10. R.K. Birjit Singh says:

    Common Pochard (Aythya ferina) which was once a very common wintering duck in Loktak Ramsar, Manipur is no more a common waterbird in Loktak and in the entire north-east India. It has been confined to a few pockets during winter in Loktak Lake in Manipur.

  11. Virag Vyas says:

    Common Pochard still is a fairly common winter visitor to Gujarat. It arrives in Nalsarovar in numbers atleast 5000+. It may be even more. Also in several wetlands of Gujarat (Western India)its numbers are quite high and I feel Wetlands of Gujarat are a safe haven for the species.

  12. Richard Hearn says:

    Whilst collating information on the status of Common Pochard in Asia during April 2015 I received the following replies. They paint a rather mixed picture regarding trends, but it seems they largely support the analysis of IWC data.

    Diana Solovyeva (Russia): Real datset for Russia is missed, but recent information indicated increase at Khanka Lake and Torey Lakes.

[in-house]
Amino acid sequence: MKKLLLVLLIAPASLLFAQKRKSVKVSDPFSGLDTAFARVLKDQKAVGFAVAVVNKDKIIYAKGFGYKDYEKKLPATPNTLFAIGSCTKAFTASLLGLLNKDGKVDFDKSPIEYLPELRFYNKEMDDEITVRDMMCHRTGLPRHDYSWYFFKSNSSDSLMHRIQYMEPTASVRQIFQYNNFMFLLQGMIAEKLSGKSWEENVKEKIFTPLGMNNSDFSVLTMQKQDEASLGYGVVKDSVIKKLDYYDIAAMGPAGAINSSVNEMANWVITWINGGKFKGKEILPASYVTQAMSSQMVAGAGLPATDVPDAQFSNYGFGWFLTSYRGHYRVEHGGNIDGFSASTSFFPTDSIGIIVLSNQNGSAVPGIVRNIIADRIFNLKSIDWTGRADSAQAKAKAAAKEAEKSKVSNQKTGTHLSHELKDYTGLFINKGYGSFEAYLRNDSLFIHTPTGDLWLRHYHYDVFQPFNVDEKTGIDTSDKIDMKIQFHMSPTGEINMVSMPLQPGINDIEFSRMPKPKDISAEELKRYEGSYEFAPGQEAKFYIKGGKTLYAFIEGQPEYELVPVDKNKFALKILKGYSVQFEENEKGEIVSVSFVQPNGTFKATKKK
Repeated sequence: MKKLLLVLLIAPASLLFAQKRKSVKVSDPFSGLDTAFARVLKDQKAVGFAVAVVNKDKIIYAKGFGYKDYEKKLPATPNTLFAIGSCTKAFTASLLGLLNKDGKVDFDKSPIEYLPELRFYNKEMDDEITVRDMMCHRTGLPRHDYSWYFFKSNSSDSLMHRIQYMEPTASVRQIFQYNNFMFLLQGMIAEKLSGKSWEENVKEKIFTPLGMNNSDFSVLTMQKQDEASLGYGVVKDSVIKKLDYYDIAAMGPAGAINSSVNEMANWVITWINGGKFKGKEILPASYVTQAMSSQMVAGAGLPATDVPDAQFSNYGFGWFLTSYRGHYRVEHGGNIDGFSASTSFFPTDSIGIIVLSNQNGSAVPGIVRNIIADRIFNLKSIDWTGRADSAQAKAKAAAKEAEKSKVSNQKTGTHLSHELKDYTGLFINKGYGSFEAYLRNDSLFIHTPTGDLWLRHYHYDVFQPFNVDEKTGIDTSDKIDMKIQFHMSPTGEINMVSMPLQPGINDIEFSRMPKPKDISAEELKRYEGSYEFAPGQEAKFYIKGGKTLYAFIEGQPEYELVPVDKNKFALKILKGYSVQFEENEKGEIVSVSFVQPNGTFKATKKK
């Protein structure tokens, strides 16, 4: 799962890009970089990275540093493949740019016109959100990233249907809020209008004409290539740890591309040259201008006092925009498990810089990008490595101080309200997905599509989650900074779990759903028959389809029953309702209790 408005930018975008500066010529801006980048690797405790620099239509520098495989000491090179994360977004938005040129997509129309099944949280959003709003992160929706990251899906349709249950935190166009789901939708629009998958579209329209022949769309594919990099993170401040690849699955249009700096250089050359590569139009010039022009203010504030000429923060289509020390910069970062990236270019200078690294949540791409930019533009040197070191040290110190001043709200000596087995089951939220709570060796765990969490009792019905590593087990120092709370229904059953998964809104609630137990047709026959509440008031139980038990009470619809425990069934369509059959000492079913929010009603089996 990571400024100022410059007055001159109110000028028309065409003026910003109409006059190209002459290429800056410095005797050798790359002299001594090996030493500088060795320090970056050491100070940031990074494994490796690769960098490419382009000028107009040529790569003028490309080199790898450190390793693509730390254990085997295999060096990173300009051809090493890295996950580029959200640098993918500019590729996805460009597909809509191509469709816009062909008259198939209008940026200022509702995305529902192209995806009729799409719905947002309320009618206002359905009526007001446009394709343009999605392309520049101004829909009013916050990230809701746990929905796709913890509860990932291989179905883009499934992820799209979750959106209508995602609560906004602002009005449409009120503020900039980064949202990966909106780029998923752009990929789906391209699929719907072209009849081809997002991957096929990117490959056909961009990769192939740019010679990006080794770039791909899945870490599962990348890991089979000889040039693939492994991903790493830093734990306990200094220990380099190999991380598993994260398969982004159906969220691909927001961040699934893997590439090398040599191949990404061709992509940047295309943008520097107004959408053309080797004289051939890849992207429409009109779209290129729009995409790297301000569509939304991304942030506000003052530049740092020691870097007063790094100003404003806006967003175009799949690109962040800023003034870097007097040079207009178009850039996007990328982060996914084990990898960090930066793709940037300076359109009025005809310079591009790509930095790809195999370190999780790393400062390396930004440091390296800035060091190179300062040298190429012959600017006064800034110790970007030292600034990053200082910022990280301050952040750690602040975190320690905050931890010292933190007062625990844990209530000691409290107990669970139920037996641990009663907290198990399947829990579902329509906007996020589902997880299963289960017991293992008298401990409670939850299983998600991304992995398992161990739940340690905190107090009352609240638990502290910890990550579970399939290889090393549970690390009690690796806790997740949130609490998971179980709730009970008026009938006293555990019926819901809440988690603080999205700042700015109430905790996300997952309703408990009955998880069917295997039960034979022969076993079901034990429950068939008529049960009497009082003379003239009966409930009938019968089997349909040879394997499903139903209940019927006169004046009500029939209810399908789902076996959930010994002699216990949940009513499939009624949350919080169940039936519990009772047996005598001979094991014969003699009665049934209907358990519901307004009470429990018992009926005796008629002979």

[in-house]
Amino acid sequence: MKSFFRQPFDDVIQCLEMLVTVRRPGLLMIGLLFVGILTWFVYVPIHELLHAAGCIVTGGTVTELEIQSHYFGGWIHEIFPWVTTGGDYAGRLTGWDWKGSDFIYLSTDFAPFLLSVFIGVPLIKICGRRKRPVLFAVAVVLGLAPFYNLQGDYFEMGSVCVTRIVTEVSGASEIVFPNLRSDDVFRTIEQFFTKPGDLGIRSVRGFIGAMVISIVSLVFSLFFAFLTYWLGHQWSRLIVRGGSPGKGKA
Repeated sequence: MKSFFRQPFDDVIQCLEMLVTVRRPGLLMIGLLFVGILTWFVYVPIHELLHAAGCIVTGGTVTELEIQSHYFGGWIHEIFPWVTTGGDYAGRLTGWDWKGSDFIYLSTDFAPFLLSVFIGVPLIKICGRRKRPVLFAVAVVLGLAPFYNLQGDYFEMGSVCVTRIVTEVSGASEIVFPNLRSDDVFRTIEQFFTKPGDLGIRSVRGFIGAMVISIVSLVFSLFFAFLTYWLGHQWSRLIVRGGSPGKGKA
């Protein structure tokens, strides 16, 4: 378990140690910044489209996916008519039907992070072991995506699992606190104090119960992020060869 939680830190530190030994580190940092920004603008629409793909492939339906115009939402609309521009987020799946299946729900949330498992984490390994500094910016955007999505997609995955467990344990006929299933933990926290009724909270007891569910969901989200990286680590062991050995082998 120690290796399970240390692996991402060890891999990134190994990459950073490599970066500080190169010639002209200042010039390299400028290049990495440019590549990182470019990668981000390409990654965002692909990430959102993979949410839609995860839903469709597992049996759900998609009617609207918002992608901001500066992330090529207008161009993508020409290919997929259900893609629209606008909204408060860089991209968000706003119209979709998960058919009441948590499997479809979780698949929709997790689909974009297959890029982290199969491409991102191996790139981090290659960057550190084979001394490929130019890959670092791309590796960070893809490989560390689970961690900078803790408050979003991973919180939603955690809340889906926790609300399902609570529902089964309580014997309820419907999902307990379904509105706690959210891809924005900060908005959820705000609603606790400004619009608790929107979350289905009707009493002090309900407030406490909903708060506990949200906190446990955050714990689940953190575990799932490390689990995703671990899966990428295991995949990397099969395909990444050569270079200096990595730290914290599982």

Sayam Chowdhury (Bangladesh): The recent AWC counts from two major wetland sites from Bangladesh are attached below. It is difficult to clearly understand the trend since the numbers fluctuate and survey effort were possibly not same every year. However, these do reflect a decreasing population in Bangladesh. Please also consult the old AWC counts which are already published.

    Site;2006;2007;2008;2009;2010;2011;2012;2013;2014
    Hakaluki Haor;856;1,163;10,029;1,304;24;1,938;Not surveyed;Not surveyed;338
    Tanguar Haor;See AWC;See AWC;6,526;10,917;4,057;721;1,388;1,625;Not counted